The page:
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Alaska has weathered fluctuating energy prices but outlook is cloudy

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(The Center Square) – Alaska receives 44% of its unrestricted fund revenues from the oil and gas industry but has weathered the fluctuating prices well, according to Fitch Ratings, which provides credit ratings and research.

The Last Frontier is rated A+, and its outlook is stable as the state continues to consider what its future revenue system will look like.

Gov. Mike Dunleavy and state lawmakers discussed possible tax options during the 2023 legislative session, including a sales tax. But the state also received positive news as the Biden administration approved three drilling sites in the North Slope in what is called the “Willow Project.”

“It’s largely good news for Alaska because it continues to keep resources moving through the trans-Alaska pipeline system,” Douglas Offerman, a senior director at Fitch Ratings, told The Center Square. “It’s not going to rescue the state’s budget and turn back the clock to pre-2014, but it will be helpful eventually once the energy is flowing.”

Energy prices crashed in 2014, and the effects were significant on all energy-producing states but particularly for Alaska, according to Offerman.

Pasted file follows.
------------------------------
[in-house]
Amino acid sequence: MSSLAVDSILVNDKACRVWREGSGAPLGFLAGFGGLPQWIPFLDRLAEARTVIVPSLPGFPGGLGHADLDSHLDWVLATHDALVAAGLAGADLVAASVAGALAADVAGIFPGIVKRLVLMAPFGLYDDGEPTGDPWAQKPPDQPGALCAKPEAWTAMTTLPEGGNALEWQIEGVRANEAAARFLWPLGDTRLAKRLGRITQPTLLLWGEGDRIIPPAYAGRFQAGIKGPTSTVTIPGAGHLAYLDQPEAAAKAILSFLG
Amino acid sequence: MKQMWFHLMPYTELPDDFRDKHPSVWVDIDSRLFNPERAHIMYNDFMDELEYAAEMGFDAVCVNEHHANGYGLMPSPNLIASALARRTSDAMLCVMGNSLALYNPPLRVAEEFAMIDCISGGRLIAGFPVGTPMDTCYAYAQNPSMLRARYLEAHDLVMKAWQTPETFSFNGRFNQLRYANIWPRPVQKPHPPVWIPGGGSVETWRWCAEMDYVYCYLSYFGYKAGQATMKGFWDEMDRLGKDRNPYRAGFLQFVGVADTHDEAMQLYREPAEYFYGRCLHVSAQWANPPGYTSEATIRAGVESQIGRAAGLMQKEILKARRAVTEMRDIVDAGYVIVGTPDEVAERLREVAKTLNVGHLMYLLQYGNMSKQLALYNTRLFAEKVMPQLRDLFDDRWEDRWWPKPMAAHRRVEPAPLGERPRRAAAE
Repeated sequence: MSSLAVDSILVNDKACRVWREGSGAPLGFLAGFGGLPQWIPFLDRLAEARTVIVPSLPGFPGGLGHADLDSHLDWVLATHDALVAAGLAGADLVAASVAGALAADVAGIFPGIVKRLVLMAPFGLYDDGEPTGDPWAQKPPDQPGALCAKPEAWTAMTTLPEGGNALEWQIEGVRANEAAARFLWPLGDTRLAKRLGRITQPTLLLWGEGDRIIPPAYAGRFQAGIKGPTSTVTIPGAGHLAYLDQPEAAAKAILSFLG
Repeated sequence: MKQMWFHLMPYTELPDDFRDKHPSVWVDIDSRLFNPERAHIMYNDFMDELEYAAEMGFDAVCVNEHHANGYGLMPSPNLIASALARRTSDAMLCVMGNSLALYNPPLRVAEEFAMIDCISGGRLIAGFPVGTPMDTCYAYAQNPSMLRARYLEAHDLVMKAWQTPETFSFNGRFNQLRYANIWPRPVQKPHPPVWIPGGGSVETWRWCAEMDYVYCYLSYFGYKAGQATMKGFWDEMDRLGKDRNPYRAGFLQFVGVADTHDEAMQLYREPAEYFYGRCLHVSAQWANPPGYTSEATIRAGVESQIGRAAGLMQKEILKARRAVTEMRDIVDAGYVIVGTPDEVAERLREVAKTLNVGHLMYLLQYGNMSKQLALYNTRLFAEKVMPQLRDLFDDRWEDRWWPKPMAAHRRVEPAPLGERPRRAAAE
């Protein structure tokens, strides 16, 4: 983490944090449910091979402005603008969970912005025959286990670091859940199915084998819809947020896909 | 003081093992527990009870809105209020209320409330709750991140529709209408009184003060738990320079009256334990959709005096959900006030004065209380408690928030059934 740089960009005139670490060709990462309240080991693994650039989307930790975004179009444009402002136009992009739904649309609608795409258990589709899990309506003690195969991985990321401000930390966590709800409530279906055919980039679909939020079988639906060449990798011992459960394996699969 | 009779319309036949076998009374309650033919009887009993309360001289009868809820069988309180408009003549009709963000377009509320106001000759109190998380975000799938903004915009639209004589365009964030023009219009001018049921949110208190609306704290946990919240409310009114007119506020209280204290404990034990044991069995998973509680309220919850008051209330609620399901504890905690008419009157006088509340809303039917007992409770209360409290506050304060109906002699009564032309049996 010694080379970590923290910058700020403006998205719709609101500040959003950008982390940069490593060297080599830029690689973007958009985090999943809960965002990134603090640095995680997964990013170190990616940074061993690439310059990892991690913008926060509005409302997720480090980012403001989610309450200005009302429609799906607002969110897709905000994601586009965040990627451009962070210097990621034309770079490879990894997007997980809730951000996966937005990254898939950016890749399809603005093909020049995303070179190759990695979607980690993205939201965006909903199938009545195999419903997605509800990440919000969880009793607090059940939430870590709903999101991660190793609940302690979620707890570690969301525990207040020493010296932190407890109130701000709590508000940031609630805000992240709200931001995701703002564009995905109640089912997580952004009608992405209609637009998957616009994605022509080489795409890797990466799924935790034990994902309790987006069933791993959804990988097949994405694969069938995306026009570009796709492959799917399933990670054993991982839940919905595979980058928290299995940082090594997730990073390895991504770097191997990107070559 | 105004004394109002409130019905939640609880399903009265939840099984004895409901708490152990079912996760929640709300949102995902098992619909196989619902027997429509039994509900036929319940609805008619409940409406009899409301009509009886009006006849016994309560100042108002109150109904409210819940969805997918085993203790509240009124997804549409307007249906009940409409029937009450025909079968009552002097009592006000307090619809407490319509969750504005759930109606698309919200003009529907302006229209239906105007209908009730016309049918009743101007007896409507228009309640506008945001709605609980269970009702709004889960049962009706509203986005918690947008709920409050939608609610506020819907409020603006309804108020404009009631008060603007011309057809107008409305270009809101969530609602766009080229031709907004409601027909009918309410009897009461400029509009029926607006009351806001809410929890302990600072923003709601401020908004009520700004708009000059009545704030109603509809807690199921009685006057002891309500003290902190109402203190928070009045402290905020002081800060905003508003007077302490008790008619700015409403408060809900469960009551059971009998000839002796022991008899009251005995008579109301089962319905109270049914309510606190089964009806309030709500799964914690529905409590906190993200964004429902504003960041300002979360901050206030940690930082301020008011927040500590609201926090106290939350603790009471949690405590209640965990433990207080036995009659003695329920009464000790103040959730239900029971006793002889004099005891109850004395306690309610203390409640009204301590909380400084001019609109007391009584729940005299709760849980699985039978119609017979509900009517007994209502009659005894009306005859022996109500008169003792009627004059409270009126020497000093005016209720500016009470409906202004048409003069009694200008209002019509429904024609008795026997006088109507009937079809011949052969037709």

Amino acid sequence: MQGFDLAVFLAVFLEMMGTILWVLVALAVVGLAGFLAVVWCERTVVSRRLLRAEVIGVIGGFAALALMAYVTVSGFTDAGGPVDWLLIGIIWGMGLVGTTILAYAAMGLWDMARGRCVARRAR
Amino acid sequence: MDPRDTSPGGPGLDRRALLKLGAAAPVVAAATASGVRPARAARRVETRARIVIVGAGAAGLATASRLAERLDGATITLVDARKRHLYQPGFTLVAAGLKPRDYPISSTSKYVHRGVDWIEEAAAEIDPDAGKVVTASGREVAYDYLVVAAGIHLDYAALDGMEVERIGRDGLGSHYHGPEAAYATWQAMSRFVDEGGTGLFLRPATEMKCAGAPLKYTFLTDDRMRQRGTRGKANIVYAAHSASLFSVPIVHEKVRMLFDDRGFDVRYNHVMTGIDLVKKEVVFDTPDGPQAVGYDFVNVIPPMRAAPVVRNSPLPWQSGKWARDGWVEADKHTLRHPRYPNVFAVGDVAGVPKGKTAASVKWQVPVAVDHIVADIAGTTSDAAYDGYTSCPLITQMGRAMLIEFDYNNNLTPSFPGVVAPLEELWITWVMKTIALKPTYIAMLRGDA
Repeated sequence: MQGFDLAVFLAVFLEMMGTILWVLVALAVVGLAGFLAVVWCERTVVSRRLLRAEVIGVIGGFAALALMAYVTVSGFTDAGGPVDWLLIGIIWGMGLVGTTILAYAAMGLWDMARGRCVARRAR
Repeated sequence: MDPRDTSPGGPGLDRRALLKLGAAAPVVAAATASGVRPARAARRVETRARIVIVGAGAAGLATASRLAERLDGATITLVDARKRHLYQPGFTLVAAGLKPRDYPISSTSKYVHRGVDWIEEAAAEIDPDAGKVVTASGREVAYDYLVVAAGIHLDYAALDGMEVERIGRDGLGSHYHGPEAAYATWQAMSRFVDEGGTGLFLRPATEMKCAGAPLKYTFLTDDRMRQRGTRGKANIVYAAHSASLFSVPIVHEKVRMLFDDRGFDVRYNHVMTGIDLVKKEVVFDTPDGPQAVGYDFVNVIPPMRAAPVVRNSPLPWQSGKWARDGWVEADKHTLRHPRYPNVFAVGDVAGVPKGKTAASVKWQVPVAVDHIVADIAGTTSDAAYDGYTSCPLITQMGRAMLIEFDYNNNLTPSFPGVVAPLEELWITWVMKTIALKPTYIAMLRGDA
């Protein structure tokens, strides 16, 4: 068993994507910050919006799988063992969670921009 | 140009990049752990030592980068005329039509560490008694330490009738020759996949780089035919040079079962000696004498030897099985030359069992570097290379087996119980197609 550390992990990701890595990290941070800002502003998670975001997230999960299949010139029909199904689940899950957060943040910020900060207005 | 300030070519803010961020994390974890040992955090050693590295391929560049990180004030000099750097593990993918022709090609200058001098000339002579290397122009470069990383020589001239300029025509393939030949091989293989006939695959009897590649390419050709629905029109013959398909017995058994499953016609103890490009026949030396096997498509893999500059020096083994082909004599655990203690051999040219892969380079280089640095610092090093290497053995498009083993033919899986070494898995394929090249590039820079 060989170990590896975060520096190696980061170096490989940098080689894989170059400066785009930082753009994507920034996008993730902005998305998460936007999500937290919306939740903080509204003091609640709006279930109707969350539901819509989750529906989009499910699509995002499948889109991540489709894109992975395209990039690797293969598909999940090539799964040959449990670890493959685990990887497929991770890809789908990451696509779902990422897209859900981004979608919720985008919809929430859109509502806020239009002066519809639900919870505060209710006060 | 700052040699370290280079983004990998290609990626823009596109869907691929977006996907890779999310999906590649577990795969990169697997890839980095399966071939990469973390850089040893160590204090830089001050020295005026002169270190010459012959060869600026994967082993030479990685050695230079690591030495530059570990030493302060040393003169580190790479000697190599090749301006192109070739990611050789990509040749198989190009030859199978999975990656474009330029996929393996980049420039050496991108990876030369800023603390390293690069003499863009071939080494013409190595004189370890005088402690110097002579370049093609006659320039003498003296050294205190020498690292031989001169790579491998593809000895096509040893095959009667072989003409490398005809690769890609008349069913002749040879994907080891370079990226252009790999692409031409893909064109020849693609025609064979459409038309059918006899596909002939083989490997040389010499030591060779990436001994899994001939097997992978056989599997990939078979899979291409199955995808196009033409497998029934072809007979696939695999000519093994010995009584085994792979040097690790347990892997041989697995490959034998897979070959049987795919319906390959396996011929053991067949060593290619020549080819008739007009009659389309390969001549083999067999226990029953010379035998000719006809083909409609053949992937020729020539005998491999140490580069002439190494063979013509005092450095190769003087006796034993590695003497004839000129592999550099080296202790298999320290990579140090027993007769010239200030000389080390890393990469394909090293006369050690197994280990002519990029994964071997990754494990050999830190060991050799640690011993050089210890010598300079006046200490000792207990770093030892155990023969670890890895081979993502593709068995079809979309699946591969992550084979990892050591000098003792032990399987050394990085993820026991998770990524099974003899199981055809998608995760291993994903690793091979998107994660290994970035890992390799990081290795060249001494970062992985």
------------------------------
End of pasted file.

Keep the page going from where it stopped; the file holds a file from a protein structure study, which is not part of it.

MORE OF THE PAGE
“So Alaska kind of had to move quickly to figure out what to do, but at the same time, they had built up a big constitutional reserve fund balance at that time,” Offerman said. “That was a significant multi-year cushion that is much smaller now but nonetheless they were able to fall back on that.”

According to information from Fitch Wire, state budget officials have projected that combined balances in the constitutional budget reserves and the statutory budget reserve will drop from $2.6 billion at the end of fiscal year 2022 to $2.1 billion by fiscal year 2023. The reserves could be at $1.2 billion in fiscal year 2024 as withdrawals are made to balance the unrestricted general fund.

The Alaska Department of Revenue’s Spring Forecast showed a drop in oil prices by $3.20 a barrel for fiscal year 2023 and $8 a barrel for fiscal year 2024.

“Driven by this lower outlook for oil price and production, the Unrestricted General Fund revenue forecast has decreased by $246 million for FY 2023 and $679 million for FY 2024,” the revenue department said in its report.

“Our expectation is Alaska is going to continue to move towards some kind of consensus on what its revenue system looks like,” Offerman said. “It has to make decisions on tax revenues, it has the challenge of a flat to declining population. But it has many solid attributes as well.”

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